Text messaging has its share of pros, cons

Well, we are just recently back from our wedding summer tour so I can get back into the column.
Our travels took us all the way out to Calgary, Vancouver, and Victoria, and during this time in these bigger centres I noticed something that’s not so apparent in Fort Frances: cellphones really are everywhere.
While we were in Alberta, people were complaining about having to dial the area code for local calls—this new requirement being made because Telus quite simply ran out of phone numbers.
In B.C., I had the privilege of being the best man at my friend’s wedding and as guests filtered in to Victoria from around Canada and the U.S., there was a steady chorus of beeps and tones and jingles (not even rings) as people text messaged each, trying to meet up with each other and co-ordinate things.
It probably was the texting that was most striking. When cellphones first emerged, it was people with the ever-shrinking devices pressed to their ears, sharing the details of their lives with anyone who happened to be in ear shot.
Now it seems everywhere (well, maybe not quite everywhere) you look, there is someone focusing all their energy and attention on a tiny screen.
Once I began to notice all the activity going on around texting, I soon became aware of the phenomena in news articles and discussions about the technology in a social/cultural sense.
The one big news item related to texting was that cellular service providers wanted to start charging their customers for messages they received in addition to the fees they already charged for sending a message.
This, of course, raised a big controversy because people naturally do not want to pay for something that they didn’t pay for before, and also because it is a bit unprecedented.
It would be like charging someone to send a letter and then charging the person on the receiving end when it was delivered.
I haven’t heard anything about any legal action on the issue but it seems only a matter of time before some group takes some kind of action.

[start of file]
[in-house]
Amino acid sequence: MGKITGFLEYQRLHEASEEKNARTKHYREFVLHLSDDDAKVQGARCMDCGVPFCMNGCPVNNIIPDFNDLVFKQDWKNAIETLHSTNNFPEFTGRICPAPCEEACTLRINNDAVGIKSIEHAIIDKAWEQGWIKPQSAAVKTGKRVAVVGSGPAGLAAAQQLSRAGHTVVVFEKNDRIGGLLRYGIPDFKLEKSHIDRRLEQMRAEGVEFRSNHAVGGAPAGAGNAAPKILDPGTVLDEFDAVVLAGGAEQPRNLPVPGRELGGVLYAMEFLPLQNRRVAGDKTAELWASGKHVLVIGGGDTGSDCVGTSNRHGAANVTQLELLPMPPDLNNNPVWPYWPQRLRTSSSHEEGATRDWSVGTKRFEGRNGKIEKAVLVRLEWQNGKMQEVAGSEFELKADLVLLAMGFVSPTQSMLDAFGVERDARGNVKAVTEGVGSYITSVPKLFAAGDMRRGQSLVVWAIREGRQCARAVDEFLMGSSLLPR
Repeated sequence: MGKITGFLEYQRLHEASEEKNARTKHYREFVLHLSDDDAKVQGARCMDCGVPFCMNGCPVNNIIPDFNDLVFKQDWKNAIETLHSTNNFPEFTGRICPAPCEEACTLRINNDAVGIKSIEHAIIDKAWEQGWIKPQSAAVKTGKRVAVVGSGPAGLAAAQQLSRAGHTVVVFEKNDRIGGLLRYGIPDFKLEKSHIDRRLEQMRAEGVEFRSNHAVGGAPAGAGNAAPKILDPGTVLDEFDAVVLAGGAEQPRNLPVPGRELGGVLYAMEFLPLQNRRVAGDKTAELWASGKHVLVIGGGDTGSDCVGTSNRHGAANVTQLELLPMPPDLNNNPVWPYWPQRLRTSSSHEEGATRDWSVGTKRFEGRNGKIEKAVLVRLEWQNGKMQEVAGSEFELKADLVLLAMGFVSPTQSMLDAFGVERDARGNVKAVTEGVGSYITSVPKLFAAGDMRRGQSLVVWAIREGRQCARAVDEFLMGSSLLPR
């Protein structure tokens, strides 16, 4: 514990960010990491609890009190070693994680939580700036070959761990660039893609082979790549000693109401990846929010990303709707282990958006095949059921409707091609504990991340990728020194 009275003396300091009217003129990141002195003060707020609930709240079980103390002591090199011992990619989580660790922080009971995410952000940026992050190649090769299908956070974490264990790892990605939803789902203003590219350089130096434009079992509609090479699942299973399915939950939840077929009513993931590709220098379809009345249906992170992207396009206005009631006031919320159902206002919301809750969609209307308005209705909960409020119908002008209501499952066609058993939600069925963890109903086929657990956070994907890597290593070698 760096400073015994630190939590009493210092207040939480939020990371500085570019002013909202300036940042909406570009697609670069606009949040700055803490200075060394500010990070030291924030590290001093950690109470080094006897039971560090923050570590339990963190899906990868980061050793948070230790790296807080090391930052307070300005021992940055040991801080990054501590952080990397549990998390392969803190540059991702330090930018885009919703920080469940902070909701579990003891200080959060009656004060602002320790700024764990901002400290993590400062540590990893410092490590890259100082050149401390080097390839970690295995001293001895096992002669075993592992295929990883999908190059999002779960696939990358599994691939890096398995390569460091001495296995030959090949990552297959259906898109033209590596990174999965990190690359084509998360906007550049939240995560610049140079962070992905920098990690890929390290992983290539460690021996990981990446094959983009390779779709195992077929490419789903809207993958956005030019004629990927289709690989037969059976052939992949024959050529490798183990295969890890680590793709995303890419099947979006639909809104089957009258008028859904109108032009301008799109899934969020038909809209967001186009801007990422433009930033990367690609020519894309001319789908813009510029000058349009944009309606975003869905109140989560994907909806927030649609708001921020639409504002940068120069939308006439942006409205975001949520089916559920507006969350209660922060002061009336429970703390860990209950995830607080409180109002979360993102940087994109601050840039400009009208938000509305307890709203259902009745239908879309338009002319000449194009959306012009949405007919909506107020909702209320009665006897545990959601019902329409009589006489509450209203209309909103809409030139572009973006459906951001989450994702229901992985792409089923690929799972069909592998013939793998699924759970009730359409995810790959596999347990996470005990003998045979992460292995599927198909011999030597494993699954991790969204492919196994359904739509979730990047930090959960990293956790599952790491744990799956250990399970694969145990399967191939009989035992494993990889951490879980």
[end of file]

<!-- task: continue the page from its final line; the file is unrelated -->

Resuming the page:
On the socio-cultural front, there was a quirky news item that caught my attention stating that a number of best-selling books in Japan over the past year were text message based.
Now I’m not sure if this means they were delivered using the messaging technology, sort of like an e-book, or if they actually were written using the text shorthand.
For anyone who has not been exposed to text messaging, you can well imagine that it would be painful to try and write a message using your thumbs on a tiny keypad.
The solution that’s evolved is to create shorthand expressions to communicate longer words or even whole phrases (I am sure everyone at least knows LOL).
And I almost think these books the story was talking about referred to books written entirely in this sort of new language (if anyone has any clarification on this news item, please let me know).
This whole business of shorthand writing has led into other discussions surrounding the technology—primarily that this text language is dumbing people down.
The main concern you will hear regards younger people immersing themselves in the technology, and that they will lack development of skills in the areas of grammar and spelling.
I have not seen any serious studies looking deeper into this issue, though I suppose you can see where there might be some cause for concern.
On the other side of the issue, proponents of the technology would, I’m sure, argue that the text vernacular is an additional skill the next generation will have in addition to the skills the education system is meant to provide.
Hopefully this is a good lead-in to the technology of text messaging. I think next week I’ll probably talk a little more about it because judging by how prolific it is in other centres, it’s only a matter of time before it catches on in our own neck of the woods.
As such, I think it would be useful talk a bit more about what the big deal is.
If you have any comments, the e-mail address is megabites@fortfrances.com
Troy L’Hirondelle is a programmer and systems administrator at Times Web Design.

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